You’re not supposed to reuse the common N95 filtering facepiece respirator mask. But given that they’re almost impossible to find (or impossible to afford) amid the coronavirus pandemic, here are some acceptable methods to decontaminate and reuse common N95 masks.
We’ve gathered advice from three credible sources:
- N95 guidelines for healthcare professionals from the CDC
- A 2009 paper in the Annals of Occupational Hygiene
- An article by Dr. Peter Tsai, a designer of the modern N95 mask
First, how not to clean your N95 mask
To maintain the effectiveness of the mask, never use these methods:
- Spraying or wetting with aerosol or liquid alcohol.
- Washing in soapy water.
Dr. Tsai indicates that these methods can break down the inherent electrostatic charge that is key to the way an N95 filters small particles. They can reduce a mask’s effectiveness by a third to a half.
How to clean your N95 mask?
There are three cleaning methods, which experts find credible and you can do easily at home.
Method 1: Rotation
Dr. Tsai cites a study in the New England Journal of Medicine that uses a round robin rotation of masks so that each one is rested for at least 72 hours before being worn again. Tsai has not experimentally verified this method himself, but it relies on the widely held belief that the coronavirus should not survive more than 72 hours on an inhospitable host, like the surface of an N95 mask. The downside to this method is that you need four masks per wearer, and that’s assuming you use only a single mask each day. But if you just make a single trip for essentials any given day, the numbers work.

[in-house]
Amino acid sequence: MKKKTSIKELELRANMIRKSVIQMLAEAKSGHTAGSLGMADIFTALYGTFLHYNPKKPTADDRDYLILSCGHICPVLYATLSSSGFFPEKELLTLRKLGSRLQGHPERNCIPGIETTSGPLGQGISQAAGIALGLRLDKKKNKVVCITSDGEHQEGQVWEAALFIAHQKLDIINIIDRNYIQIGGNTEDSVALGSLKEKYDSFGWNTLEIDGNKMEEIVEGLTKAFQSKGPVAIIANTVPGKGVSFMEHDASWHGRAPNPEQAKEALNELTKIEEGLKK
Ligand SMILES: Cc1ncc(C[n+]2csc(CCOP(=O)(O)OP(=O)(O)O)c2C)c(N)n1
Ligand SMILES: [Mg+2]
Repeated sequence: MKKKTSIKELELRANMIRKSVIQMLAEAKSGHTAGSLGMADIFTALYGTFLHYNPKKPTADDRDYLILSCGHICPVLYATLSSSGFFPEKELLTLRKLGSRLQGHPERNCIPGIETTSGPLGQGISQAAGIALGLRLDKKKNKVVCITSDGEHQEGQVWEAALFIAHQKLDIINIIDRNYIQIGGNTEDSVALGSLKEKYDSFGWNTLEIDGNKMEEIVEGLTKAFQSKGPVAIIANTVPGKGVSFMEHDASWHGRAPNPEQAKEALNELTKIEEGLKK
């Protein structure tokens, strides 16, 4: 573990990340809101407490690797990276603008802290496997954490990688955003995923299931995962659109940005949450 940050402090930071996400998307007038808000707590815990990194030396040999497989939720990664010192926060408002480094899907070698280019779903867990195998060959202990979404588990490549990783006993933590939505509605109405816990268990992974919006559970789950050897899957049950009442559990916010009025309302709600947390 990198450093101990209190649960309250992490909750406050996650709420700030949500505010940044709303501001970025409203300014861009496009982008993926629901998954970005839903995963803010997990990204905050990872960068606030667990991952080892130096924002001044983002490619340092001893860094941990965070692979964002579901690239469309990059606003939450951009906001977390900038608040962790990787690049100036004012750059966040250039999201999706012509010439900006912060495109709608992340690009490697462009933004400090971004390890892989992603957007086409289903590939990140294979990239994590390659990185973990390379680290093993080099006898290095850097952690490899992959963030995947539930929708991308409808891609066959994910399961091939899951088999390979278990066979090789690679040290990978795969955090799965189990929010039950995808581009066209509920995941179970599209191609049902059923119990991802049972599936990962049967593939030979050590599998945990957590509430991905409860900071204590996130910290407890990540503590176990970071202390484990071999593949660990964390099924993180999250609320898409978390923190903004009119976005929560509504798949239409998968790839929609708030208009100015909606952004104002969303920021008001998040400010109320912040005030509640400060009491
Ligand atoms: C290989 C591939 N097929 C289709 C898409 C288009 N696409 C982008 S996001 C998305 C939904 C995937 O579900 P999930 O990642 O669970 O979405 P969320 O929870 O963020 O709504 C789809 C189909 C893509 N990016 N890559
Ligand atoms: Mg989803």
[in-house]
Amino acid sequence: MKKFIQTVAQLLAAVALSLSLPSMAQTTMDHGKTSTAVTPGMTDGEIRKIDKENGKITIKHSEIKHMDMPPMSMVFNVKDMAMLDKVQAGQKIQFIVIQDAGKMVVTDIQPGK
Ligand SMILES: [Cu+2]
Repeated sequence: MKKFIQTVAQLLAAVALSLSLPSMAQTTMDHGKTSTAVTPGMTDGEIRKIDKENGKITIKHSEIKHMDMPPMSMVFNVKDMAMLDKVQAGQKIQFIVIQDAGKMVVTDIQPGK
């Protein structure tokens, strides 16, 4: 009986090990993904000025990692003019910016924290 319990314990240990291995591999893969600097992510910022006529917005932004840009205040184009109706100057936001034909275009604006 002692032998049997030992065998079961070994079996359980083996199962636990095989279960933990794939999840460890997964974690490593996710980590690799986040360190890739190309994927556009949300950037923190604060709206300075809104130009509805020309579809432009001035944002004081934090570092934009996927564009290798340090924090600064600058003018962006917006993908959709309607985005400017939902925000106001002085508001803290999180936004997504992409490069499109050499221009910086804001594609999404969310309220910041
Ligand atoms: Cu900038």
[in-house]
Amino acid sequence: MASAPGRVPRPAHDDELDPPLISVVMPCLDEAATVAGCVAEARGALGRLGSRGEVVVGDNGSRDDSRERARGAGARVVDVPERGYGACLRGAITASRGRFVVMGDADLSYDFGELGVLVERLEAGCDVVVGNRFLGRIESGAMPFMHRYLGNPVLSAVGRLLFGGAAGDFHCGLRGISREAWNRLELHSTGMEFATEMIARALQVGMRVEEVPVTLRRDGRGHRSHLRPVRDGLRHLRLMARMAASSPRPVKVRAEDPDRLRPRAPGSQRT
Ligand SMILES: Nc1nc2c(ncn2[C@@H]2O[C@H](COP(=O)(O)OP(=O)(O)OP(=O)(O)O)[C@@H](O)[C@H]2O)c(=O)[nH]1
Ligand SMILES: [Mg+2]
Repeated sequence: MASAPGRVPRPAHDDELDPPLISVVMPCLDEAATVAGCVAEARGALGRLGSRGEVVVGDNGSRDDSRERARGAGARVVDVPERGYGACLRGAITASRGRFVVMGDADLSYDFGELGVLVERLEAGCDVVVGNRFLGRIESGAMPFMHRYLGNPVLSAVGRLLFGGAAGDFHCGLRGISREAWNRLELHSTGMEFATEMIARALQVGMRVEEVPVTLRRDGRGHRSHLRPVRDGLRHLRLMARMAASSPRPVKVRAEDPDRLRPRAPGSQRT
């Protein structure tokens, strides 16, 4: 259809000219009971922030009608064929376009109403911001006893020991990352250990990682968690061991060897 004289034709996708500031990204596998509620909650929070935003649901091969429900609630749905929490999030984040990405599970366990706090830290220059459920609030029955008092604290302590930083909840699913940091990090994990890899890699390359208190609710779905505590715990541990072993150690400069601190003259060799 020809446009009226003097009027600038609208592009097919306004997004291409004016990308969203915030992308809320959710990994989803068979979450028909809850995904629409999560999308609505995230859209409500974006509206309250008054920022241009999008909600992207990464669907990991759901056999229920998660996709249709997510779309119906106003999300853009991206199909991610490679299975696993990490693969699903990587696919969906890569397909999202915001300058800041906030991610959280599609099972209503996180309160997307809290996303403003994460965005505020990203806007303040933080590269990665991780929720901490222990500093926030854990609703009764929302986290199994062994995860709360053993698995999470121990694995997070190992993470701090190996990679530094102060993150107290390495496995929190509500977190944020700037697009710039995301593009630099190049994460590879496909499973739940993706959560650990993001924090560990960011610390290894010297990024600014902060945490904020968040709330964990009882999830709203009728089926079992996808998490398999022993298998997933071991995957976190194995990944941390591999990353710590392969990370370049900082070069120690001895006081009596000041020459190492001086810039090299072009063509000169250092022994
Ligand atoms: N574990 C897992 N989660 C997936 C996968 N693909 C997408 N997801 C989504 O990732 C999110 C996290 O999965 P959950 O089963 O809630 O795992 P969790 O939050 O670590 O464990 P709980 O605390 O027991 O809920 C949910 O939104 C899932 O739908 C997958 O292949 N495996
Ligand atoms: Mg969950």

Method 2: Steaming or boiling
Dr. Tsai says submerging an N95 in 125C/260F degree steam or boiling water for 3 minutes will disinfect the mask without significantly reducing its filtration efficiency (FE). Don’t excessively stir the mask if you boil it, use only enough manipulation to keep it submerged. If your mask has paper outer and inner layers, neither the steam or boiling methods are advisable as they will disintegrate those paper layers that hold the filter medium between them.
Method 3: Baking
I hesitate to include this method because, while simple, it assumes you have a second, dedicated oven for this purpose. If not, you run the risk of contaminating your main food preparation oven. Researchers at Michigan State University refined this method using a laboratory oven, and Dr. Tsai concurs that heating a mask for 30 minutes at 70C (160F) is an effective decontamination method.
The most important step
Don’t ruin your freshly decontaminated mask by handling it incorrectly. Don’t let your hands create a bridge between the particle-trapping front of the mask and the ostensibly clean back of it. Practice these CDC N95 steps to don and doff your mask properly.
Never throw your use masks to the river or sea.
While the CDC officially says there is no way to determine the number of times you can reuse a mask safely, these techniques from credible viral transmission experts create reasonable alternatives in this unprecedented time.